I just read this letter from R' Nosson Slifkin to R' Moshe Meiselman. I just don't know what to say! I'm angry, and in shock, and very, very upset! (The letter is a response to various objections and comments R' Meiselman made regarding R' Slifkin and the ideas expounded in his books.)

I have to admit that I'm not very knowledgeable in the overall issues or even the specific points that are mentioned in the letter, and so make no claim about the veracity of the overall dispute regarding Science vs. Torah (although I think you might be able to figure which side of the debate I'd side with). But putting all that aside, if R' Slifkin is being honest in his presentation of R' Meiselman's comments, (he does provide specific quotes from recorded sources, which would be pretty easy to verify, and which therefore cause me to believe that he's being truthful), R' Meiselman's assault on R' Slifkin is entirely inexcusable. Seeing how R' Meiselman unfairly disparaged him, distorted his words, lied outright, misrepresented his intentions, and was just overall deplorable in his treatment of R' Slifkin made me sick to my stomach. I felt betrayed and deceived. It was exactly the type of reaction which my inner apikores loves to shove right up into my face as he loudly proclaims, "You see! This is what roshei yeshiva are like!"

But I ask myself why this really matters. After all, to a frum Jew, someone who believes in the importance of halacha, it's irrelevant if even the most prominent gadol hador (which no one claims R' Meisleman is, but he is a well respected rosh yeshiva) was caught red-handed in a great juicy fib. Halacha is meant to be adhered to regardless of how other people behave. Yet for some reason the whole thing grates on me terribly. After pondering the matter for a few brief moments, I think I know why it's troubling me so much.

To so many of us whose knowledge of the deep philosophical and ideological truths of Judaism are quite deficient, the fact of the matter is that our commitment to Judaism is to a large part based on trust. Halacha isn't easy to keep, but we keep it because we know it's the right thing. But how do we know that? Most of us haven't really studied or investigated that claim with any real depth. Yet even while we are aware of our lack of solid intellectual grounding, we still trust that that the belief is true. But why? I think if we were to examine why most of us believe that many of our cherished ideas are true, we'll discover that it's simply because our rabbeim have told us that it is so. They've taught us, and explained to us, and instilled it within us, that this is the right path. And we trust these people. We trust them for all sorts of things, but we also most definitely trust them that they understand torah well, that they are fair minded, honest, and considerate. And that they know best. So even though we ourselves can't know for certain it's the right thing, we rest easy knowing that these great people, who are so much wiser and more knowledgeable than us, must surely have investigated the issues properly, deliberated carefully, and thoroughly considered all the factors before coming to the conclusion that our path is indeed the right one.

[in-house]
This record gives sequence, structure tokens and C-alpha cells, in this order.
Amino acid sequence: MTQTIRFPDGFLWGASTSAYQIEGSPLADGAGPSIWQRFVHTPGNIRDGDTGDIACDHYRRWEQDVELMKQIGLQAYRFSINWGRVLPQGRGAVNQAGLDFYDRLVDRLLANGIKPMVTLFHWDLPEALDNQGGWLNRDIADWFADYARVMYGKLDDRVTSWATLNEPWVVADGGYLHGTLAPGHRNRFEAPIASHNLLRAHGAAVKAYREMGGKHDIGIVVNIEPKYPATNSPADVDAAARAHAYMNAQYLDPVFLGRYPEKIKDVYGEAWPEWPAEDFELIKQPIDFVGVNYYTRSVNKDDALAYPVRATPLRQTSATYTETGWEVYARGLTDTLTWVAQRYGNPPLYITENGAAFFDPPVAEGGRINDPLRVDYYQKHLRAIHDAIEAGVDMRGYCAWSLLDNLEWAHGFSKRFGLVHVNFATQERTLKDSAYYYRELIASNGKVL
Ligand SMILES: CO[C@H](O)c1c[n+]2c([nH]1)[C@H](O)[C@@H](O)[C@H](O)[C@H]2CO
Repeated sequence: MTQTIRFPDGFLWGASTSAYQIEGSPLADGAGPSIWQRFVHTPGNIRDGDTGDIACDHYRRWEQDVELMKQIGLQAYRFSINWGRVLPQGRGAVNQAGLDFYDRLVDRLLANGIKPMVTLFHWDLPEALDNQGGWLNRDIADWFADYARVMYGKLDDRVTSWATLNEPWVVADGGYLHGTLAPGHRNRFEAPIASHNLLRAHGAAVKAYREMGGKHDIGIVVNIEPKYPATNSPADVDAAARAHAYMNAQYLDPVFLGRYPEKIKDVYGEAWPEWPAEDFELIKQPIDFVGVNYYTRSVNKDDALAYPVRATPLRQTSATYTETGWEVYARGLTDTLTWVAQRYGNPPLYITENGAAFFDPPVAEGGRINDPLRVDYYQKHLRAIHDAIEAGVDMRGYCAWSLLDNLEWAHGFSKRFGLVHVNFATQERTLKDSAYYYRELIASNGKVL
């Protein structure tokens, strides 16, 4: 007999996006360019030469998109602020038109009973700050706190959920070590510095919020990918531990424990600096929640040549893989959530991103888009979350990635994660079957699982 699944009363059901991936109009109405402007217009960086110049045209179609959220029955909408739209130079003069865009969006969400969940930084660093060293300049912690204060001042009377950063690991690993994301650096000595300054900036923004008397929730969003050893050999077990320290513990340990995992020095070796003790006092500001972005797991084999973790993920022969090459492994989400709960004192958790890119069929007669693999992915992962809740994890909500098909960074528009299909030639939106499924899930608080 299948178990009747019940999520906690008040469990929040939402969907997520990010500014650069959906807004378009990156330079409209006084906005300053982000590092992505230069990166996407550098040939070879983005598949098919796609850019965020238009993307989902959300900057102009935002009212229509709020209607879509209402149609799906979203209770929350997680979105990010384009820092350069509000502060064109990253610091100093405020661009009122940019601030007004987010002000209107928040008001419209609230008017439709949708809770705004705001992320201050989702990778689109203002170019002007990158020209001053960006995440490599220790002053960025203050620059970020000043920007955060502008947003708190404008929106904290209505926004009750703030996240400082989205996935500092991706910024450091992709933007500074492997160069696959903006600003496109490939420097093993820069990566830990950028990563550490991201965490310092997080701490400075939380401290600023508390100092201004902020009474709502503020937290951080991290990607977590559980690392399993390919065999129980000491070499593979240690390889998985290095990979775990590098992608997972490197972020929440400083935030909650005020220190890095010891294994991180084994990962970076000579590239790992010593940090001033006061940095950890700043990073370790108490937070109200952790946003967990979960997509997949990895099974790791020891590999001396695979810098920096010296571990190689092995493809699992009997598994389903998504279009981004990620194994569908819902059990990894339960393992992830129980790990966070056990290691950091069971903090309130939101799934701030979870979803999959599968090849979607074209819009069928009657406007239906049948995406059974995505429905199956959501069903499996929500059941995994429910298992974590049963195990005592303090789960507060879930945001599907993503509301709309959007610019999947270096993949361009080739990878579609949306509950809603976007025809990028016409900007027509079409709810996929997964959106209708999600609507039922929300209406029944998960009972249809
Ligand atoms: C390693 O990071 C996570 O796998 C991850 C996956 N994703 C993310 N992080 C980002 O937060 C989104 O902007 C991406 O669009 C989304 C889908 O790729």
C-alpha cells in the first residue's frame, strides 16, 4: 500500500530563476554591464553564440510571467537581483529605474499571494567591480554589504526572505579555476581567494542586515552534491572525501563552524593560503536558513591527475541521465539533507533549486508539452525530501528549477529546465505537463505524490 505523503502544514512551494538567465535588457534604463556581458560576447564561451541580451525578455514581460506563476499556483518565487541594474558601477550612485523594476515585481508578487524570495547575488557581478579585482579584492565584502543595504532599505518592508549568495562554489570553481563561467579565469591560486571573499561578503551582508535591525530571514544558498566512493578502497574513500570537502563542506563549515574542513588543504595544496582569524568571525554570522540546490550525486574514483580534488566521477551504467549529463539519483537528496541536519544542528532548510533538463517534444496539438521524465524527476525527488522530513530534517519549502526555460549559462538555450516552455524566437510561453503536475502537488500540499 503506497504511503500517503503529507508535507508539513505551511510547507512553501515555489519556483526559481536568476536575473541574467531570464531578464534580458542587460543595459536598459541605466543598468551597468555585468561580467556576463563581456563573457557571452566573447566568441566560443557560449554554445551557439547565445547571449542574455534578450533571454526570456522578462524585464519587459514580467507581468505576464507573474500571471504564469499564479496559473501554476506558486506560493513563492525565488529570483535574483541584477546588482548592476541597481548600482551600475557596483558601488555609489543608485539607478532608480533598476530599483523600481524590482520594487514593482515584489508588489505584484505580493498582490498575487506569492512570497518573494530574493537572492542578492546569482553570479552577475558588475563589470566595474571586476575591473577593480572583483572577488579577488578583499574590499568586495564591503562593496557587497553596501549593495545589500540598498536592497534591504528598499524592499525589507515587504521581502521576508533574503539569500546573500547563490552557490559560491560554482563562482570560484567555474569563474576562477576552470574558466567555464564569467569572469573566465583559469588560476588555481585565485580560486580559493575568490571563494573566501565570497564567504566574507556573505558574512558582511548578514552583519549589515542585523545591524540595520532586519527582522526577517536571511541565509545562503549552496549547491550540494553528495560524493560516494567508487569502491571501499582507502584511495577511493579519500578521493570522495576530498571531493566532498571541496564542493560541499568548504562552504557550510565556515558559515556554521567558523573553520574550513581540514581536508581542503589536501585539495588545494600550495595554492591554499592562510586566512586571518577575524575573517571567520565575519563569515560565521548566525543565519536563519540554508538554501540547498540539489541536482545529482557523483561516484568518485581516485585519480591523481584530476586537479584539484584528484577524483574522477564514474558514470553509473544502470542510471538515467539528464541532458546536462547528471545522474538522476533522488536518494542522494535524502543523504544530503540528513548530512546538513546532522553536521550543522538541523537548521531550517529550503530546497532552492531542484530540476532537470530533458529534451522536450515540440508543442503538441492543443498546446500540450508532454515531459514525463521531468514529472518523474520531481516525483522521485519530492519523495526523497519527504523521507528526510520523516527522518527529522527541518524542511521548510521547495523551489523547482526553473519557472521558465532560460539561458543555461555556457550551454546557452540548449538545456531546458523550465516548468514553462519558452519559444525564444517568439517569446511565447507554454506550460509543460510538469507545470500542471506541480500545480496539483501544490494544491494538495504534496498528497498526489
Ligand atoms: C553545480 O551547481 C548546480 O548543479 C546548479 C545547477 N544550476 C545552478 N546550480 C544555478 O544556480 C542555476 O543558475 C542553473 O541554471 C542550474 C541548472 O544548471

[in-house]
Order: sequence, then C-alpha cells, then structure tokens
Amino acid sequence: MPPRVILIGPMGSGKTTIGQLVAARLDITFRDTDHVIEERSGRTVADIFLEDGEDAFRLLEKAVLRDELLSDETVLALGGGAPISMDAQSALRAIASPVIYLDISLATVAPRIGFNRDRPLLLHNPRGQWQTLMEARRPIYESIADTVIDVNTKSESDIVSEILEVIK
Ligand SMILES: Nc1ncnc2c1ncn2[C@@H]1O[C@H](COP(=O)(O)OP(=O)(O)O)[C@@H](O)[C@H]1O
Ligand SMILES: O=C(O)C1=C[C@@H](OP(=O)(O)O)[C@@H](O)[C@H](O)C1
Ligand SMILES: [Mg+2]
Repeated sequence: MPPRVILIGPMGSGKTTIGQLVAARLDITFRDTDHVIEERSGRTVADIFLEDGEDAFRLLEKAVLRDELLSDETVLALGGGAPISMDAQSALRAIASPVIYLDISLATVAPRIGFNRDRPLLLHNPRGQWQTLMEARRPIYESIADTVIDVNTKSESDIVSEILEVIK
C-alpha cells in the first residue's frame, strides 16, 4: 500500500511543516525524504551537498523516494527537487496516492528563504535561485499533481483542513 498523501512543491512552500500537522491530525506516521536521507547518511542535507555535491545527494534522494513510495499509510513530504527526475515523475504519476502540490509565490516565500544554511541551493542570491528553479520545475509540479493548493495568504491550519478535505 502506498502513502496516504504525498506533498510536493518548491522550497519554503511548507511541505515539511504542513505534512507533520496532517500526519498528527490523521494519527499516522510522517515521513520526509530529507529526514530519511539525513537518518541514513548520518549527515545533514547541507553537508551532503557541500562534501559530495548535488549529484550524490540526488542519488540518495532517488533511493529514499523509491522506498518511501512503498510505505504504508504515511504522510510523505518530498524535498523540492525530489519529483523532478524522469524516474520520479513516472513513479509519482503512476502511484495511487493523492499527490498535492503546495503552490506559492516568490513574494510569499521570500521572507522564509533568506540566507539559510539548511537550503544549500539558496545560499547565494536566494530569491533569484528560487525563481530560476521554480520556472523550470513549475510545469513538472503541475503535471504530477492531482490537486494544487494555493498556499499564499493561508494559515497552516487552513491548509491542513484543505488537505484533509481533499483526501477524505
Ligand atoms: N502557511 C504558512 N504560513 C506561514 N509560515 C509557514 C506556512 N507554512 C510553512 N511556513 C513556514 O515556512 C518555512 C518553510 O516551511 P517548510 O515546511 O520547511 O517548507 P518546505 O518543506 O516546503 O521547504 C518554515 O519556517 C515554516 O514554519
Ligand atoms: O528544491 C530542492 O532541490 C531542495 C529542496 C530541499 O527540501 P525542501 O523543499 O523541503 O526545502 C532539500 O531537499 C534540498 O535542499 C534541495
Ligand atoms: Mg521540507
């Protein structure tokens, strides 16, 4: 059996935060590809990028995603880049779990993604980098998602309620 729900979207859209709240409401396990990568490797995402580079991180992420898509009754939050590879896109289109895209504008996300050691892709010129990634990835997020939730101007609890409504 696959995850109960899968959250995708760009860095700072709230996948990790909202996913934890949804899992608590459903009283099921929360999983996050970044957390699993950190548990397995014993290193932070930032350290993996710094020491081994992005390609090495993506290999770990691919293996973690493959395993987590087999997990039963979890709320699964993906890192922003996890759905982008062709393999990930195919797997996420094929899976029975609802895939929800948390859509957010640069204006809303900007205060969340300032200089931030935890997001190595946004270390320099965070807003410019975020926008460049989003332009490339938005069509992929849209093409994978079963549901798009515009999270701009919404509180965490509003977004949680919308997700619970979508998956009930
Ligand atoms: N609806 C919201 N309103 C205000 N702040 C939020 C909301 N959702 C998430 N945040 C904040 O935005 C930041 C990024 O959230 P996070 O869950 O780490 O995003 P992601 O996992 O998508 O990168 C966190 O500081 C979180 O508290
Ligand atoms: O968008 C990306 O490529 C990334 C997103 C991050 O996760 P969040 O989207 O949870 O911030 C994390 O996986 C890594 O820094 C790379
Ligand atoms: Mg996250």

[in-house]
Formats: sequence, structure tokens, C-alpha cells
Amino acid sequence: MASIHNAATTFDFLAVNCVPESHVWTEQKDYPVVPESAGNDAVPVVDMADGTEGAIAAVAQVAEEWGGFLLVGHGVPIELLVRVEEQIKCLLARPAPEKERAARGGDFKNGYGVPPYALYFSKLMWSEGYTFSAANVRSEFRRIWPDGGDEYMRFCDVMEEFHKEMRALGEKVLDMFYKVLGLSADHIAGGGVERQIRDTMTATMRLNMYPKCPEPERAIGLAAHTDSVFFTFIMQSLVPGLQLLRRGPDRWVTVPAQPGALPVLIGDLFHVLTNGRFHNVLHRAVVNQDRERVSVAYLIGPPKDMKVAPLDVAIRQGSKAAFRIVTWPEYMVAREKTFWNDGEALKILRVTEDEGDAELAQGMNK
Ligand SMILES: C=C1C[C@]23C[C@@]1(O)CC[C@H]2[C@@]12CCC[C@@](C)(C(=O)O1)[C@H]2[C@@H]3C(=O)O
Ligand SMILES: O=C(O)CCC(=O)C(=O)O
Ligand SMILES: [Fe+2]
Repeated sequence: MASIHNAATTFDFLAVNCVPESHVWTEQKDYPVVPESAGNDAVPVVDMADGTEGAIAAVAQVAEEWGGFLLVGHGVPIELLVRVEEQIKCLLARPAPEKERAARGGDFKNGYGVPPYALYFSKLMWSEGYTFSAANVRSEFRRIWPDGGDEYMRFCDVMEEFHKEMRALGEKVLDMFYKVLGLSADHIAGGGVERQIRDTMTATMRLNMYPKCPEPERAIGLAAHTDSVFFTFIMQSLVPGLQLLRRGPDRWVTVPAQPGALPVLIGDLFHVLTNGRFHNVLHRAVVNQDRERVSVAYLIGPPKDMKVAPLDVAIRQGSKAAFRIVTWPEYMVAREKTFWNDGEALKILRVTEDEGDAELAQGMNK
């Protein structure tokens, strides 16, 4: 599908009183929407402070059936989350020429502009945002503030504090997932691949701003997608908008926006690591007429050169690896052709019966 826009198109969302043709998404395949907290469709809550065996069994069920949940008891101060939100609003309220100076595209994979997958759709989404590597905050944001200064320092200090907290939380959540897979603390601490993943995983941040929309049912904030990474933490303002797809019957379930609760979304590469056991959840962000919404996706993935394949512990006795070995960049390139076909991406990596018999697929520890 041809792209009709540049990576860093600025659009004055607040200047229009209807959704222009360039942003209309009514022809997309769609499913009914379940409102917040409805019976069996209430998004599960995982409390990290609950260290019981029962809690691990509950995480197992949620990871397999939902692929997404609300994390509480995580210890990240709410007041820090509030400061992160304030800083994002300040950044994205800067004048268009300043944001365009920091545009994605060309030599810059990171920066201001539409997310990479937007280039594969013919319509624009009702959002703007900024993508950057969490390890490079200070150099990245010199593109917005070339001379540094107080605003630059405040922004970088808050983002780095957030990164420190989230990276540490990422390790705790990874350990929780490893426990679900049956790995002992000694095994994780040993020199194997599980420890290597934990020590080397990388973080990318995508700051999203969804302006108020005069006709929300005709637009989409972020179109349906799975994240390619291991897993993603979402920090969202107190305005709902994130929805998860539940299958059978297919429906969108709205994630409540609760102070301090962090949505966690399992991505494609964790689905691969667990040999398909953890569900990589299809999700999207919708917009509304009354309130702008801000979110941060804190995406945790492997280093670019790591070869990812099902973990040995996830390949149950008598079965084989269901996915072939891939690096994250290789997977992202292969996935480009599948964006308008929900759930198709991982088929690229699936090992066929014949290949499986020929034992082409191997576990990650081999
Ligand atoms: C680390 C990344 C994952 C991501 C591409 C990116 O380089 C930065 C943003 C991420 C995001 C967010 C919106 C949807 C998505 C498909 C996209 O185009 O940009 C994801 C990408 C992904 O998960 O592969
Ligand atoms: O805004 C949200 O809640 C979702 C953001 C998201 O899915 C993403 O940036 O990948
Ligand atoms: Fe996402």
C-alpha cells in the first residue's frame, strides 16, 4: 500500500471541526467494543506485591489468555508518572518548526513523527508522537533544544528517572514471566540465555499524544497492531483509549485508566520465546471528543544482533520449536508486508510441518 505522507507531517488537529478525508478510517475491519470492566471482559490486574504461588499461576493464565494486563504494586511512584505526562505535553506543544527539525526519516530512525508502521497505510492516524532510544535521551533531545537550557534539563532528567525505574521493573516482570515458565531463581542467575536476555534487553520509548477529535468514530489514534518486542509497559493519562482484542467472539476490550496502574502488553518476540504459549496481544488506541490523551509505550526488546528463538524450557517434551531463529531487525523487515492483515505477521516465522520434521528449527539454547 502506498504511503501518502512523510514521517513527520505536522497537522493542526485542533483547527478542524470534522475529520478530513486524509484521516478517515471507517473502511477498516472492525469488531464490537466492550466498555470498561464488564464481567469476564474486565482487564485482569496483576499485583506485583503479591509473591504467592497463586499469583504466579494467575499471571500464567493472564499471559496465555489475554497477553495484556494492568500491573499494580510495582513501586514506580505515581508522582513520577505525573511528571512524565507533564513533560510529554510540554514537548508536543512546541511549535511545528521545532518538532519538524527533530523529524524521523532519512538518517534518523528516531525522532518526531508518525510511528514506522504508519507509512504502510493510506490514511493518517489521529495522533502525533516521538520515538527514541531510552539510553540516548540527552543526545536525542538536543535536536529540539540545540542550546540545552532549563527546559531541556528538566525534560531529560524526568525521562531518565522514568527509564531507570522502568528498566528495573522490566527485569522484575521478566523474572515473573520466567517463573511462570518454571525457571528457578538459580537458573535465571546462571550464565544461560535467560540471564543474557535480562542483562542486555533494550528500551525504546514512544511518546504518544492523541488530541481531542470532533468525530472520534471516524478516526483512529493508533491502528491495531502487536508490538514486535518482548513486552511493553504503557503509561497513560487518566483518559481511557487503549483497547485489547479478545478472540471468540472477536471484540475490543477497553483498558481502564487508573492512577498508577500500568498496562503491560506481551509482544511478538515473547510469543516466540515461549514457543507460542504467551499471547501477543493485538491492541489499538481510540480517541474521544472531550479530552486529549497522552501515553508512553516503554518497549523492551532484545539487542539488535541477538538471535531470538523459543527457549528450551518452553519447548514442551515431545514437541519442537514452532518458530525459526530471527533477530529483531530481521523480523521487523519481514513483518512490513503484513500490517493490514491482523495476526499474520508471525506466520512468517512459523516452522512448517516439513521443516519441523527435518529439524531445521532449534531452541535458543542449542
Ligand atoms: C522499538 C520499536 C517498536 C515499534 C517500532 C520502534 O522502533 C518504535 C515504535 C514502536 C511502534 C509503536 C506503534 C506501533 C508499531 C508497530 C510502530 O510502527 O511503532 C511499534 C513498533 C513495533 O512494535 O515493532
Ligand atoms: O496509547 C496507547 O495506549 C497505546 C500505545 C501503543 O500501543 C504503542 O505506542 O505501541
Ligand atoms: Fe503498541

But when I see something like the above, when I see a person that is considered a talmid chacham, one who is supposedly fair-minded and reasonable, and who posseses much knowledgeable of torah, one who is looked up to and admired as a bearer of truth, displaying such an utterly reprehensible demonstration of prejudice and untrustworthiness, it shakes me to my very core. And it makes me wonder if maybe, just maybe, the trust I put in my rabbis about the torah being right and proper might actually be mistaken too.